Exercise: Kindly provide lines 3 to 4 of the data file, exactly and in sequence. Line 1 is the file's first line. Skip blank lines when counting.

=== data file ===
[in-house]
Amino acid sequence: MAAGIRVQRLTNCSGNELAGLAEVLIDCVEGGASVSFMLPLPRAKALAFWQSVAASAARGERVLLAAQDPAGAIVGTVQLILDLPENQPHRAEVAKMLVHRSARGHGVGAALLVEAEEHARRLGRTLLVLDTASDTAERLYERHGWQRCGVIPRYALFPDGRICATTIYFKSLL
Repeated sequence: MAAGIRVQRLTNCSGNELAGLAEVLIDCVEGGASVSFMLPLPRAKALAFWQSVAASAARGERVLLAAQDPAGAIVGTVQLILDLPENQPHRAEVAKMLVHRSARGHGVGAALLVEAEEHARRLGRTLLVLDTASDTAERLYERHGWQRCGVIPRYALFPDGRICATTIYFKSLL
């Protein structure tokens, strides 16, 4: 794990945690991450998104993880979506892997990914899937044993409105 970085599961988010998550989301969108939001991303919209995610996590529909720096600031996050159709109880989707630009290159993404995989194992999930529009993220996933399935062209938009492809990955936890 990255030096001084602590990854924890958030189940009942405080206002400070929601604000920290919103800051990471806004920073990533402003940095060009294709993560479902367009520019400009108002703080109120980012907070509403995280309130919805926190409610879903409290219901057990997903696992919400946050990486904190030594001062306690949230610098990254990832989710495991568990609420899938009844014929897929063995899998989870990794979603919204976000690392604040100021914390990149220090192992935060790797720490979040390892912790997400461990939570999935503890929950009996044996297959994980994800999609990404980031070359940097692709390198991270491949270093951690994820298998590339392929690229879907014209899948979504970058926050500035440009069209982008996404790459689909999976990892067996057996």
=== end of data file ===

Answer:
Repeated sequence: MAAGIRVQRLTNCSGNELAGLAEVLIDCVEGGASVSFMLPLPRAKALAFWQSVAASAARGERVLLAAQDPAGAIVGTVQLILDLPENQPHRAEVAKMLVHRSARGHGVGAALLVEAEEHARRLGRTLLVLDTASDTAERLYERHGWQRCGVIPRYALFPDGRICATTIYFKSLL
């Protein structure tokens, strides 16, 4: 794990945690991450998104993880979506892997990914899937044993409105 970085599961988010998550989301969108939001991303919209995610996590529909720096600031996050159709109880989707630009290159993404995989194992999930529009993220996933399935062209938009492809990955936890 990255030096001084602590990854924890958030189940009942405080206002400070929601604000920290919103800051990471806004920073990533402003940095060009294709993560479902367009520019400009108002703080109120980012907070509403995280309130919805926190409610879903409290219901057990997903696992919400946050990486904190030594001062306690949230610098990254990832989710495991568990609420899938009844014929897929063995899998989870990794979603919204976000690392604040100021914390990149220090192992935060790797720490979040390892912790997400461990939570999935503890929950009996044996297959994980994800999609990404980031070359940097692709390198991270491949270093951690994820298998590339392929690229879907014209899948979504970058926050500035440009069209982008996404790459689909999976990892067996057996």